Artificial Intelligence: AI Reveals Two Near-Identical Hands Behind Dead Sea Scrolls
AI could identify that two scribes wrote two halves of the manuscript.
AI-powered paleography, or the study of old handwriting, by researchers at the University of Groningen, Netherlands, has revealed that two writers likely wrote separate halves of a manuscript of the Dead Sea Scrolls. (CTV News)
The Dead Sea Scrolls contain the oldest known manuscripts of the Old Testament or Hebrew Bible. The Scrolls date back to the third century B.C. and contain manuscripts written in Hebrew, Aramaic, and Greek.
The Great Isaiah Scroll
After a laborious and painstaking procedure involving digitization, machine-reading, and statistical analysis, the researchers found that the two writers who wrote the separate halves of this manuscript had near-identical handwriting.
The two writers did not sign their work, leading to endless speculation over the decades on their identity.
Though studying writing attributes, or how some characters are formed, can yield clues for ascribing a manuscript to a particular scribe, the process is too cumbersome for the human eye.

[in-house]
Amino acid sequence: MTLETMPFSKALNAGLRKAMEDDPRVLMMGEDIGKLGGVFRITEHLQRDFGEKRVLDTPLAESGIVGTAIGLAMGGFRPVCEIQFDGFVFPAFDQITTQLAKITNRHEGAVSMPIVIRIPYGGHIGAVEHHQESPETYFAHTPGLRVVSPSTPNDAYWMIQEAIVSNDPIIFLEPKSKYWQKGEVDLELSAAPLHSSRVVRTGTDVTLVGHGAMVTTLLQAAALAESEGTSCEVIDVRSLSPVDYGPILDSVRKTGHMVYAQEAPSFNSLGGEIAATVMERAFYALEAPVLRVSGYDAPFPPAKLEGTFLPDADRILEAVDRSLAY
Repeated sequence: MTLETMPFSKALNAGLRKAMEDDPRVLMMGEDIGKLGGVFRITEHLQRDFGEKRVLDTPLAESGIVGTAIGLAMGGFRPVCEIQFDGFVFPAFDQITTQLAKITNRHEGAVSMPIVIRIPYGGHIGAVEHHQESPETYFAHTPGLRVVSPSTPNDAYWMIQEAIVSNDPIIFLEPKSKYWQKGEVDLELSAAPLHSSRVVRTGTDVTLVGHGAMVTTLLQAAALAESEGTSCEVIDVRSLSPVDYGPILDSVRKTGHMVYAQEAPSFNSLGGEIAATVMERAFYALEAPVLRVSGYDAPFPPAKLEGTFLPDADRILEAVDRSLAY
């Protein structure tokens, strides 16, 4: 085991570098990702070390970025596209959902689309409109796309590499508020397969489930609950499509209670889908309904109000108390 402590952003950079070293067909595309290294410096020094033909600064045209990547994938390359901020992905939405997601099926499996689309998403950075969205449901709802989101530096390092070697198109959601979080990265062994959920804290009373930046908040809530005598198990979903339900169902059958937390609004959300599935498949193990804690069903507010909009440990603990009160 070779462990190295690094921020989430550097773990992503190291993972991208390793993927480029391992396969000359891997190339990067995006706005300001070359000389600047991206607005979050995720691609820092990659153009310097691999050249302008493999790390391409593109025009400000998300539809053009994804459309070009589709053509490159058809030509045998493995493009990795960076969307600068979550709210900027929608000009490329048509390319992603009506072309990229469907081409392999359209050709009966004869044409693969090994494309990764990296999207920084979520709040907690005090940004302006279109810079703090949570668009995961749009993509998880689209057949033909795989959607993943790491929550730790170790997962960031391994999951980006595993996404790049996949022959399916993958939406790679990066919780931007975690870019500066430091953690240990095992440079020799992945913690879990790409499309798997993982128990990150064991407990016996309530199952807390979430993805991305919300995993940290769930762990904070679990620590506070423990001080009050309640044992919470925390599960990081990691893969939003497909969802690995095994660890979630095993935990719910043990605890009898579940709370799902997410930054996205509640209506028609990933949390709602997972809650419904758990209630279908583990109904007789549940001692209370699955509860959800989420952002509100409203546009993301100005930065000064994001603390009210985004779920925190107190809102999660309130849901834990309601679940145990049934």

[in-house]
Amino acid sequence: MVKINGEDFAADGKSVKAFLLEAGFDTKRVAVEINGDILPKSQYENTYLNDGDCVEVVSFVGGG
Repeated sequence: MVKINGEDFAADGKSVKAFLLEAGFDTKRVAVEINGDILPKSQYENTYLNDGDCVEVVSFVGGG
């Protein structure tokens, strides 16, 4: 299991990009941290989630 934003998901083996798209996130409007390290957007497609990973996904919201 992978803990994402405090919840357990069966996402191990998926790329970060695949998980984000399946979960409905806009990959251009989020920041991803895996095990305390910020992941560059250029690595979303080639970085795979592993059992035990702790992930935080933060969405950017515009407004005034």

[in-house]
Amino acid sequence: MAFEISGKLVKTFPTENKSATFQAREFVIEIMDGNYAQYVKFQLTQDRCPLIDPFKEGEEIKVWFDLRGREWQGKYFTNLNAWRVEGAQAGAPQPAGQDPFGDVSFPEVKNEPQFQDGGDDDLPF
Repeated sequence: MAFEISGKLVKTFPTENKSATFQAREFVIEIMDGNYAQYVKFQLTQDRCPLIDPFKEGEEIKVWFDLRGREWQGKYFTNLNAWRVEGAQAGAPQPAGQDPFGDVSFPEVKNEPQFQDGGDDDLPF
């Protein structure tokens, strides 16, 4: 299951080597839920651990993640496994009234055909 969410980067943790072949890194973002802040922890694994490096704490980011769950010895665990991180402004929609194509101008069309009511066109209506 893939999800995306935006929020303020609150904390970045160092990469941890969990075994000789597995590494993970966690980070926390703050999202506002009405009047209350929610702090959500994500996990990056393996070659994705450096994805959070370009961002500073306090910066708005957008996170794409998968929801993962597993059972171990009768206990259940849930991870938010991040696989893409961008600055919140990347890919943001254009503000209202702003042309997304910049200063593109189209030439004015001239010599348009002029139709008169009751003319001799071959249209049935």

“This scroll contains the letter aleph, or ‘a’, at least five thousand times. It is impossible to compare them all just by eye,” study co-author Lambert Schomaker, professor of Computer Science and Artificial Intelligence at the Faculty of Science and Engineering, explained in a press release.
But AI can sort this problem easily and quickly.
How they did it
The researchers trained an AI algorithm to identify the text separately from its papyrus or leather background.
They then analyzed the text and found that the writings broadly were clustered in two groups and that one group transitioned to another at roughly around the halfway point.
After that, the researchers were able to construct heat maps to show how different characters, as written by one or other of the scribes, appeared in the scroll.
“In this study, we found evidence for a very similar writing style shared by the two Great Isaiah Scroll scribes, which suggests a common training or origin,” study author Mladen Popović, professor of Hebrew Bible and Ancient Judaism at the University of Groningen, said in a statement. “Our next step is to investigate other scrolls, where we may find different origins or training for the scribes.”
Image Credit Wikimedia: Part of Dead Sea Scroll number 28a (1Q28a) from Qumran Cave 1
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